When being dead doesn’t matter to alcoholics
There are so many things I regret in my life. So many things I have done to people to hurt them that I wish I could un-do. I think about the hurts I have inflicted more than the hurts that have been done to me.
But this one is a combination of hurt done unto to me and one I did to people I love, which makes it particularly memorable.
Mr T and I did not invite his best friend and best friend’s wife and my best friends to our wedding. They are our best couple friends and we love them. I love my best friends.
Had we to do it again, we would invite them.
But at the time, we were caught up in Drama and Rules and could not see the big picture.
Let’s dispense with the Rules first, shall we? Those should have been tossed aside easily and quickly. What were we thinking?
I know what I was thinking. That the order of inviting people to a wedding goes like this:
- Bride and groom
- Immediate family
- Aunts and uncles
- And then your friends
Our immediate family included Mr T’s parents, my mom (my dad died 22 years ago) and my siblings, his lovely lovely stepdaughters and their husbands, his brothers and their wives, and his nieces and nephews.
For Mr T, the group of aunts and uncles included two people. Cousins added four. Except he had seen these people maybe once in the past 20 years. I am guessing they would not have come.
For me, the group of aunts and uncles included 16 people. Add cousins and their spouses and that’s another 52? Something like that? (How many cousins do I have?)
My family is close. I like my family. I wanted them there. They would have come.
But we just didn’t have the money to host an event for that many people.
We thought we couldn’t invite our friends unless we invited at least to the aunts and uncles level.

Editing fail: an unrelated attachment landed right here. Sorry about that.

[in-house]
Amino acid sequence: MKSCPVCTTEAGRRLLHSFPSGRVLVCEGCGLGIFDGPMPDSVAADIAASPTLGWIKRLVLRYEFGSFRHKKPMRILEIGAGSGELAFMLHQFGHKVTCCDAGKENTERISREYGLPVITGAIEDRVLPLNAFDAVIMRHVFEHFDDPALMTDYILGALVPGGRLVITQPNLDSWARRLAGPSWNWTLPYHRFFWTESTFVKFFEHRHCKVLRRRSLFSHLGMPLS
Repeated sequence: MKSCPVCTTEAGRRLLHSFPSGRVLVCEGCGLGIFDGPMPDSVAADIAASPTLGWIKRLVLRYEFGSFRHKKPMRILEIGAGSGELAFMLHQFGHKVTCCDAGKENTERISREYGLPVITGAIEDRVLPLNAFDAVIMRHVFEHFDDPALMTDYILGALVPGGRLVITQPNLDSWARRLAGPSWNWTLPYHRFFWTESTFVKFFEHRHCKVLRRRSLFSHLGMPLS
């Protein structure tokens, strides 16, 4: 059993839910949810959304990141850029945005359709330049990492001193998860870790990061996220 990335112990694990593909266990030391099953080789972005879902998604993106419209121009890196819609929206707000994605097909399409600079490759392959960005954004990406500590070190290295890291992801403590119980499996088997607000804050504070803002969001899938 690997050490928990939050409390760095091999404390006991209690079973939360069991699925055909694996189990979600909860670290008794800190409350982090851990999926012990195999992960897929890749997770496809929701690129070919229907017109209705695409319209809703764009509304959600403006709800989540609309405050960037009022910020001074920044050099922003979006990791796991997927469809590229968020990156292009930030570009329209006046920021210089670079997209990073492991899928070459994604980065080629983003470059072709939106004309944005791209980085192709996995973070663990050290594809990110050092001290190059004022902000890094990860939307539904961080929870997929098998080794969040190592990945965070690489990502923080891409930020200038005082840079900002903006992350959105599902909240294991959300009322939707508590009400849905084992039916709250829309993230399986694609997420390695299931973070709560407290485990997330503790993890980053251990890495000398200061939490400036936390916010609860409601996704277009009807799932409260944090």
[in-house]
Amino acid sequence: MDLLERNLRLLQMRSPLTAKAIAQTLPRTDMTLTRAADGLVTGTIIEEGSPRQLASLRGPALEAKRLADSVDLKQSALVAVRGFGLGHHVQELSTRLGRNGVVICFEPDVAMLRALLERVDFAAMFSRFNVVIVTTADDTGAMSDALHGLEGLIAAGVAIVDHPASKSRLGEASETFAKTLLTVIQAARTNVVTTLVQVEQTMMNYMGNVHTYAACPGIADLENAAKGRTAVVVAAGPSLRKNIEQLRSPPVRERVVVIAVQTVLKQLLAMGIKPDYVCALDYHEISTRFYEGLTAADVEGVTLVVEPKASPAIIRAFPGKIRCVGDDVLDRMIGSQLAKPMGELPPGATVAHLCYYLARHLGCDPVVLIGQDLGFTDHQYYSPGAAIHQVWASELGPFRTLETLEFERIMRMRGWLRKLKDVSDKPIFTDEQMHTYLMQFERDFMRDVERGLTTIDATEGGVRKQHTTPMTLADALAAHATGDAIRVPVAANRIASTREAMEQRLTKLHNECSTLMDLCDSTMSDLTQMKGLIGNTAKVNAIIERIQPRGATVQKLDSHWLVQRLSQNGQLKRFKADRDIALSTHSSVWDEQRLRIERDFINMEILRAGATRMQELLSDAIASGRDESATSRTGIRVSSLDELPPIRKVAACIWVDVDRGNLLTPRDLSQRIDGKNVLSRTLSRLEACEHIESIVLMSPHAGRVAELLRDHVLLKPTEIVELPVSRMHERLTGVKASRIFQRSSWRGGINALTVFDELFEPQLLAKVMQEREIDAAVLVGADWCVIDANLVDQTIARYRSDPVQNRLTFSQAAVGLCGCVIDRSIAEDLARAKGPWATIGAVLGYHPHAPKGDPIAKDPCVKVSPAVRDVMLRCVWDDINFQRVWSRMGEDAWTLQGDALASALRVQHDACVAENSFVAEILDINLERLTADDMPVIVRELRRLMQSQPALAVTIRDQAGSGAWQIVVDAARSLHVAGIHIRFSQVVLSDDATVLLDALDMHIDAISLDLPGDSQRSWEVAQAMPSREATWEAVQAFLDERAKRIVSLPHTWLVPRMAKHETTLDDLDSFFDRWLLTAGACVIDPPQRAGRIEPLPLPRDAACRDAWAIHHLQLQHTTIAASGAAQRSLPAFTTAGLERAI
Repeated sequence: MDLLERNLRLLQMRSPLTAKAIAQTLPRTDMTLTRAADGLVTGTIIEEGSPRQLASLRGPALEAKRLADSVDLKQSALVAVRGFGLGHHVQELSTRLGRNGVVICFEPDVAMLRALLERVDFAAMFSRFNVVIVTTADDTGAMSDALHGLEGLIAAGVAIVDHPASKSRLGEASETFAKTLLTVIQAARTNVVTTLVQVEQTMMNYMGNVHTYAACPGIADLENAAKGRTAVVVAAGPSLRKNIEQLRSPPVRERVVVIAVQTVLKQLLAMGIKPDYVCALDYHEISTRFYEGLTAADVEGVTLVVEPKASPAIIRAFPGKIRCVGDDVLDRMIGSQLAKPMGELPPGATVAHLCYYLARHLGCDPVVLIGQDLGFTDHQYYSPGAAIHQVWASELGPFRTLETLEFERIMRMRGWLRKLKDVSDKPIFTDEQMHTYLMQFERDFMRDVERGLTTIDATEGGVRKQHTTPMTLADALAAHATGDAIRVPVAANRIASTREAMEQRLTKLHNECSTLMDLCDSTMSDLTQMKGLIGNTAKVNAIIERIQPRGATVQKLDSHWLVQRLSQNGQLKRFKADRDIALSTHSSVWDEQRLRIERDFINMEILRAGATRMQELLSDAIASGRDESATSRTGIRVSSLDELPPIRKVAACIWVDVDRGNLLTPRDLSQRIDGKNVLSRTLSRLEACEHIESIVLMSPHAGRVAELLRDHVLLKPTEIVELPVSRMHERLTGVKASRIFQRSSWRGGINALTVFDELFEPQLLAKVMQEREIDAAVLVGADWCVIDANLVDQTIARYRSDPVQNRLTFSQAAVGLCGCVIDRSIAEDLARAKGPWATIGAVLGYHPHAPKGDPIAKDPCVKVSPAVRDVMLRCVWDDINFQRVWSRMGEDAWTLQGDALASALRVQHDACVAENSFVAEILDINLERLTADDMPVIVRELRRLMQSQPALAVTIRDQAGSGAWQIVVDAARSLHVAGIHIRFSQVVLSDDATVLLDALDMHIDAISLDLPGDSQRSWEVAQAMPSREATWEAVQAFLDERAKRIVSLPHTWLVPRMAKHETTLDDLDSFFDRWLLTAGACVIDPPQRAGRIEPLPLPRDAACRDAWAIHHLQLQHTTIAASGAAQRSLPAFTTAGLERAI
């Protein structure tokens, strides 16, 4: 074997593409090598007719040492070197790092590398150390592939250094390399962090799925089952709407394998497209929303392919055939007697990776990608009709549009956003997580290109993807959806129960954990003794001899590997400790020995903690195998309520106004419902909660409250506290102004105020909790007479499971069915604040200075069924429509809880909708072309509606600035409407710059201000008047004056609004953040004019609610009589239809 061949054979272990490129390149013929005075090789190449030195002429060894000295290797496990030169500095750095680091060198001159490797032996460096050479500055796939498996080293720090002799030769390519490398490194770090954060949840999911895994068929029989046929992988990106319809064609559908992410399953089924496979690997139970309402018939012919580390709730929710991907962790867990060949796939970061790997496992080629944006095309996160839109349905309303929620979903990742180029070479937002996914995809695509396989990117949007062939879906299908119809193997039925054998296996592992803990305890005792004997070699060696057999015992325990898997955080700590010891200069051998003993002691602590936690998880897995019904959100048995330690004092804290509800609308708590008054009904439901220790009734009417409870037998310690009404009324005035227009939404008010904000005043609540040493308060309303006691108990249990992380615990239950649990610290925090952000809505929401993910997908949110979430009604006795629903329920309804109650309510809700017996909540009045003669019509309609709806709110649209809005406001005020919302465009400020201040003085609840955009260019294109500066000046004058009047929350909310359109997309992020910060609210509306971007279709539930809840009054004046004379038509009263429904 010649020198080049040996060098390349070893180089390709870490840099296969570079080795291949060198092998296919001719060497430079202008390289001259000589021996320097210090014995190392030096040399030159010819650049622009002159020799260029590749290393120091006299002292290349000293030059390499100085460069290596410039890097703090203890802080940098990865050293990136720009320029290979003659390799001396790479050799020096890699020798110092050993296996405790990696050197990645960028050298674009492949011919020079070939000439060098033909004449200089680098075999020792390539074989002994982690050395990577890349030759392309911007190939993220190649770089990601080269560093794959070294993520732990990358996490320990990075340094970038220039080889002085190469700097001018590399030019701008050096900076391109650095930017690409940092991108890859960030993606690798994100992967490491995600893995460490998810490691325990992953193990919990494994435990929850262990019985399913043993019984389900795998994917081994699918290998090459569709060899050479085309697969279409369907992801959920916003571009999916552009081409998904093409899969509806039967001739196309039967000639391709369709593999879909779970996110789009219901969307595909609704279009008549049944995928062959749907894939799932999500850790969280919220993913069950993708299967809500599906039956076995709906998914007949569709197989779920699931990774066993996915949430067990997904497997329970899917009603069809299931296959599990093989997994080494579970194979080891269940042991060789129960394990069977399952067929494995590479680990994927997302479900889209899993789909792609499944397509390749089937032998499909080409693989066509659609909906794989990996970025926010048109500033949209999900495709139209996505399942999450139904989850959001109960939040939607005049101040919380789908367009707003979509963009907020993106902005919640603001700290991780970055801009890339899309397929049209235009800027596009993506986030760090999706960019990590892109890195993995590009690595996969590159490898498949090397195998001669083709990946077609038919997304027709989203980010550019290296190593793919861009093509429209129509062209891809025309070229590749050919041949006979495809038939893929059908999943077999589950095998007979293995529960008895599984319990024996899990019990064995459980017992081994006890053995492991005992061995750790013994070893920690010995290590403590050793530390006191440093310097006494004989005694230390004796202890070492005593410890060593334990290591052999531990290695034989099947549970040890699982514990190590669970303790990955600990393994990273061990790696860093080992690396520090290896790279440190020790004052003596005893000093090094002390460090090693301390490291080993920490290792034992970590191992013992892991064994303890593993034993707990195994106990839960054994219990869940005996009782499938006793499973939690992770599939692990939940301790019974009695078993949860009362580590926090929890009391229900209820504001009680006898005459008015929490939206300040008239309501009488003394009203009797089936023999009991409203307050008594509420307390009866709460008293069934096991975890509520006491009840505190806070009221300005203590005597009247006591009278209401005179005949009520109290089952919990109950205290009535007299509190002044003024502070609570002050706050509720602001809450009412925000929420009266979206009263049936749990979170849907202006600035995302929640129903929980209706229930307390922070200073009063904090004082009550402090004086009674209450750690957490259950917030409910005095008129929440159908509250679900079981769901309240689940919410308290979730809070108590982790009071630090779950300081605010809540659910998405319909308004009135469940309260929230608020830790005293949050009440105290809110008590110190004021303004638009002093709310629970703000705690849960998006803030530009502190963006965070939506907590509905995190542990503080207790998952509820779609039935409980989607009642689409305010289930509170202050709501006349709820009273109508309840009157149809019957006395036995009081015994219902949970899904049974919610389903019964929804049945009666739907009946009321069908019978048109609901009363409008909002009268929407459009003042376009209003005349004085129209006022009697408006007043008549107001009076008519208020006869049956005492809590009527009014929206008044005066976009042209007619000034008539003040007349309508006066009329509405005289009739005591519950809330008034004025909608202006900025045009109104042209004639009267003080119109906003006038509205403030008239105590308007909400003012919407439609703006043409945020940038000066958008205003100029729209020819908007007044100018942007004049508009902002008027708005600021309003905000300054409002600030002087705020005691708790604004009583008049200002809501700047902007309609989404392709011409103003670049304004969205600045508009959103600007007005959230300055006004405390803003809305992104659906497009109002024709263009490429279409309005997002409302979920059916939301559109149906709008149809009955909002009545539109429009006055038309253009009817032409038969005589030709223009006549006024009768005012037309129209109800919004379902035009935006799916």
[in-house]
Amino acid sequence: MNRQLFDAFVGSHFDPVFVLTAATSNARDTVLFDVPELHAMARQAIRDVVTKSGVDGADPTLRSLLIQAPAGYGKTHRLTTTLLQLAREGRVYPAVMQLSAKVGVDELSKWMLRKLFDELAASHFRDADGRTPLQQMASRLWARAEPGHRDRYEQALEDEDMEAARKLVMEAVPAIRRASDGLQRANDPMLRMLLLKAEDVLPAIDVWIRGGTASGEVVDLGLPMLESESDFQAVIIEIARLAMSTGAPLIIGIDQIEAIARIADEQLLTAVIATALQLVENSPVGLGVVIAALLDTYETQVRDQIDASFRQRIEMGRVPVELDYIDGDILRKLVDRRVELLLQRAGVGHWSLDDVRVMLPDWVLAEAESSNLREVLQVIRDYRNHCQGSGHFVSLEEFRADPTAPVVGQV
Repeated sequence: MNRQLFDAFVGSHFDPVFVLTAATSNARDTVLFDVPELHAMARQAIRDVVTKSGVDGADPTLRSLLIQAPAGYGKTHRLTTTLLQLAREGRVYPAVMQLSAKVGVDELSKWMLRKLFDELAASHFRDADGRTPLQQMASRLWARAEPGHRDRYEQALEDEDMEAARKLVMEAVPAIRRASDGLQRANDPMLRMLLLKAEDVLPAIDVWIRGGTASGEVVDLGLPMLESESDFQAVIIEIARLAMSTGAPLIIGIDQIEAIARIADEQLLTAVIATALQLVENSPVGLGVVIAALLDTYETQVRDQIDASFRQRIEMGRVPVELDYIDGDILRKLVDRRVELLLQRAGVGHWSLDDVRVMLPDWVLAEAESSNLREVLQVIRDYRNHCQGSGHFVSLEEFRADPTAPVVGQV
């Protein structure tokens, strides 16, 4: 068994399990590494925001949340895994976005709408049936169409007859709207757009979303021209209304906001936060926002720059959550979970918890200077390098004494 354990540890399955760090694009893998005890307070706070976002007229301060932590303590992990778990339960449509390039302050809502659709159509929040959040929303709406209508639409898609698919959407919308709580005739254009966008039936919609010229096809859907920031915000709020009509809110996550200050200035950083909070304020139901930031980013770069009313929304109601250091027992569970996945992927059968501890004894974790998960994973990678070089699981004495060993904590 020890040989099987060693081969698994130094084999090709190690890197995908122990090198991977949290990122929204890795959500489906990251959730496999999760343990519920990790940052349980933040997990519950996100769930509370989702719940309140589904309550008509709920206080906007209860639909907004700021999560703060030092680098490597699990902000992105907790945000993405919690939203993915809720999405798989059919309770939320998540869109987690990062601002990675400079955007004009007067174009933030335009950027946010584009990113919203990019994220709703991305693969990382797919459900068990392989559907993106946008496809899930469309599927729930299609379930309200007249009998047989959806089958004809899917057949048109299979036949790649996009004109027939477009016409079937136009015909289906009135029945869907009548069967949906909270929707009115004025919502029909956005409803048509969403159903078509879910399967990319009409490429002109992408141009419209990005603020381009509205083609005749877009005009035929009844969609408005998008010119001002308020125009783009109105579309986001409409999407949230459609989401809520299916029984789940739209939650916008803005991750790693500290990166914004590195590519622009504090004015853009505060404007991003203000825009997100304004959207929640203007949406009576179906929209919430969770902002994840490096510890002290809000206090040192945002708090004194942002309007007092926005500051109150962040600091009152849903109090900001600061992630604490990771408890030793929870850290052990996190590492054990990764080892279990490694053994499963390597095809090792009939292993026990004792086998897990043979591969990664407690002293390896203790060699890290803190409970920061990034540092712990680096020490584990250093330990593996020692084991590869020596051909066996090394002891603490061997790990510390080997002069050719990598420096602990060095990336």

I realize now that we were wrong.
We could have invited our best friends and we should have. My aunts and uncles would have understood. My cousins for sure would have understood. I have not been invited to all of their weddings and I am fine with that. Weddings are expensive. It’s cool.
So – that was a big mistake and I wish I could fix it.
But that wasn’t even the main reason we didn’t invite Best Friends.
The main reason was we were so worried about Drama.
Mr T’s parents did not like me.
They hated me.
I guess they saw love as a zero-sum game? And any love that Mr T gave to me was love that he didn’t give to them?
They told him not to marry me.
They told him I was marrying only for money.
Ha. I wish.
(For the record, Mr T is not a wealthy man. I wish he were. I would be very happy to marry for money.)
(Also for the record. Mr T’s parents disinherited him when they died. Not because of me – they wrote their will before they met me. So I don’t know what that was all about. They were not kind to him, even though they could not have asked for a better son. Mr T is a good man.)
They told him they were not going to come to the wedding.
They came only because Mr T threatened them with, among other things, never seeing him again. I was actually fine with their not coming, but Mr T was somewhat traumatized at his parents not coming to his wedding.